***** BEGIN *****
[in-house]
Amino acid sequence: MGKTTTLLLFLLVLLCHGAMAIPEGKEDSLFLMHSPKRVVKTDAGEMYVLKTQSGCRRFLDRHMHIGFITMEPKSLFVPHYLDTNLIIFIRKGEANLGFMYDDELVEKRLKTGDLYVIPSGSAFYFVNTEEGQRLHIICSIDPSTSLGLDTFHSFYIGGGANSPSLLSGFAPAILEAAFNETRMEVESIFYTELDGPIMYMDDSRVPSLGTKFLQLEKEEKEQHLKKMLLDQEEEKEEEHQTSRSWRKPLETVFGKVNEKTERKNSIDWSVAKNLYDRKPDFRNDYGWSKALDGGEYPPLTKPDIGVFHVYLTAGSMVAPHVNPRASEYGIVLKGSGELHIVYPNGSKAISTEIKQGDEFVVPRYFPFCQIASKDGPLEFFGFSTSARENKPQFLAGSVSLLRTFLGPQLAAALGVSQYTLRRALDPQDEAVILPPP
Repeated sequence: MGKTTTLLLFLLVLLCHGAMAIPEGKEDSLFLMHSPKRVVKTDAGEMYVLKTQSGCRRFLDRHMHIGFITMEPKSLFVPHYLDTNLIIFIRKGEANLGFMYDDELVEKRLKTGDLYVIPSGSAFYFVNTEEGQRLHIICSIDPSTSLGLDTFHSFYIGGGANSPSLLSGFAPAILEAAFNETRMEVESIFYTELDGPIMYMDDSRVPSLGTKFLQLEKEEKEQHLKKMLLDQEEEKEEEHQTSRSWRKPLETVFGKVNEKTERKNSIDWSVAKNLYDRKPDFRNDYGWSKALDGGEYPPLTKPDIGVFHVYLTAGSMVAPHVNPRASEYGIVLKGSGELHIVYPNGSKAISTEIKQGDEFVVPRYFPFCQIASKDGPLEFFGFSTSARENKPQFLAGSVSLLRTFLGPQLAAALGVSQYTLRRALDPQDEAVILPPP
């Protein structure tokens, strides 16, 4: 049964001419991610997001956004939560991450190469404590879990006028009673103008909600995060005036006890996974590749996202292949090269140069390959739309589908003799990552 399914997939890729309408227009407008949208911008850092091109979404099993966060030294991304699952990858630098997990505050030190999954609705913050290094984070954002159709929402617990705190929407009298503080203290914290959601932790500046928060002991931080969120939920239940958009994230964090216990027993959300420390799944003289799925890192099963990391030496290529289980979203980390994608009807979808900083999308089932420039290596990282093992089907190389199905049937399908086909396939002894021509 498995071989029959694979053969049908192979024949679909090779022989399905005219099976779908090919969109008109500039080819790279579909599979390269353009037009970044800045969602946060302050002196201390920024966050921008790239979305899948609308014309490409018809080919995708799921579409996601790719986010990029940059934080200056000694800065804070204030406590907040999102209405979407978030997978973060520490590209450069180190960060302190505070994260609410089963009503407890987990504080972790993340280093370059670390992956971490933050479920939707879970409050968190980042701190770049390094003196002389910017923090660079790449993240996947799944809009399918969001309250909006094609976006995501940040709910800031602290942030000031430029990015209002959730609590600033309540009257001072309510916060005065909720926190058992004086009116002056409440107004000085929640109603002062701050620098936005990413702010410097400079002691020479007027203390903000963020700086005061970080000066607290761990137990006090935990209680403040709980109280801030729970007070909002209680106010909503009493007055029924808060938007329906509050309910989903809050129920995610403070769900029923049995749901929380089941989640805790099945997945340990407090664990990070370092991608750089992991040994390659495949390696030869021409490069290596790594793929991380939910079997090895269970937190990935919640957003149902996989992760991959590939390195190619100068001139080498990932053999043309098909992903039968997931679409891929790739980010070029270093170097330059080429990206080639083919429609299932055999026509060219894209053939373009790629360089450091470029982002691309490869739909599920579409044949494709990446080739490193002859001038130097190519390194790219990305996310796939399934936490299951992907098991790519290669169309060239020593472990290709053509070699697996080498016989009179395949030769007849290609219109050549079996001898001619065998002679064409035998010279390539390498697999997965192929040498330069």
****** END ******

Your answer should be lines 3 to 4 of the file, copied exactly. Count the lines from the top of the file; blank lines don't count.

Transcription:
Repeated sequence: MGKTTTLLLFLLVLLCHGAMAIPEGKEDSLFLMHSPKRVVKTDAGEMYVLKTQSGCRRFLDRHMHIGFITMEPKSLFVPHYLDTNLIIFIRKGEANLGFMYDDELVEKRLKTGDLYVIPSGSAFYFVNTEEGQRLHIICSIDPSTSLGLDTFHSFYIGGGANSPSLLSGFAPAILEAAFNETRMEVESIFYTELDGPIMYMDDSRVPSLGTKFLQLEKEEKEQHLKKMLLDQEEEKEEEHQTSRSWRKPLETVFGKVNEKTERKNSIDWSVAKNLYDRKPDFRNDYGWSKALDGGEYPPLTKPDIGVFHVYLTAGSMVAPHVNPRASEYGIVLKGSGELHIVYPNGSKAISTEIKQGDEFVVPRYFPFCQIASKDGPLEFFGFSTSARENKPQFLAGSVSLLRTFLGPQLAAALGVSQYTLRRALDPQDEAVILPPP
């Protein structure tokens, strides 16, 4: 049964001419991610997001956004939560991450190469404590879990006028009673103008909600995060005036006890996974590749996202292949090269140069390959739309589908003799990552 399914997939890729309408227009407008949208911008850092091109979404099993966060030294991304699952990858630098997990505050030190999954609705913050290094984070954002159709929402617990705190929407009298503080203290914290959601932790500046928060002991931080969120939920239940958009994230964090216990027993959300420390799944003289799925890192099963990391030496290529289980979203980390994608009807979808900083999308089932420039290596990282093992089907190389199905049937399908086909396939002894021509 498995071989029959694979053969049908192979024949679909090779022989399905005219099976779908090919969109008109500039080819790279579909599979390269353009037009970044800045969602946060302050002196201390920024966050921008790239979305899948609308014309490409018809080919995708799921579409996601790719986010990029940059934080200056000694800065804070204030406590907040999102209405979407978030997978973060520490590209450069180190960060302190505070994260609410089963009503407890987990504080972790993340280093370059670390992956971490933050479920939707879970409050968190980042701190770049390094003196002389910017923090660079790449993240996947799944809009399918969001309250909006094609976006995501940040709910800031602290942030000031430029990015209002959730609590600033309540009257001072309510916060005065909720926190058992004086009116002056409440107004000085929640109603002062701050620098936005990413702010410097400079002691020479007027203390903000963020700086005061970080000066607290761990137990006090935990209680403040709980109280801030729970007070909002209680106010909503009493007055029924808060938007329906509050309910989903809050129920995610403070769900029923049995749901929380089941989640805790099945997945340990407090664990990070370092991608750089992991040994390659495949390696030869021409490069290596790594793929991380939910079997090895269970937190990935919640957003149902996989992760991959590939390195190619100068001139080498990932053999043309098909992903039968997931679409891929790739980010070029270093170097330059080429990206080639083919429609299932055999026509060219894209053939373009790629360089450091470029982002691309490869739909599920579409044949494709990446080739490193002859001038130097190519390194790219990305996310796939399934936490299951992907098991790519290669169309060239020593472990290709053509070699697996080498016989009179395949030769007849290609219109050549079996001898001619065998002679064409035998010279390539390498697999997965192929040498330069």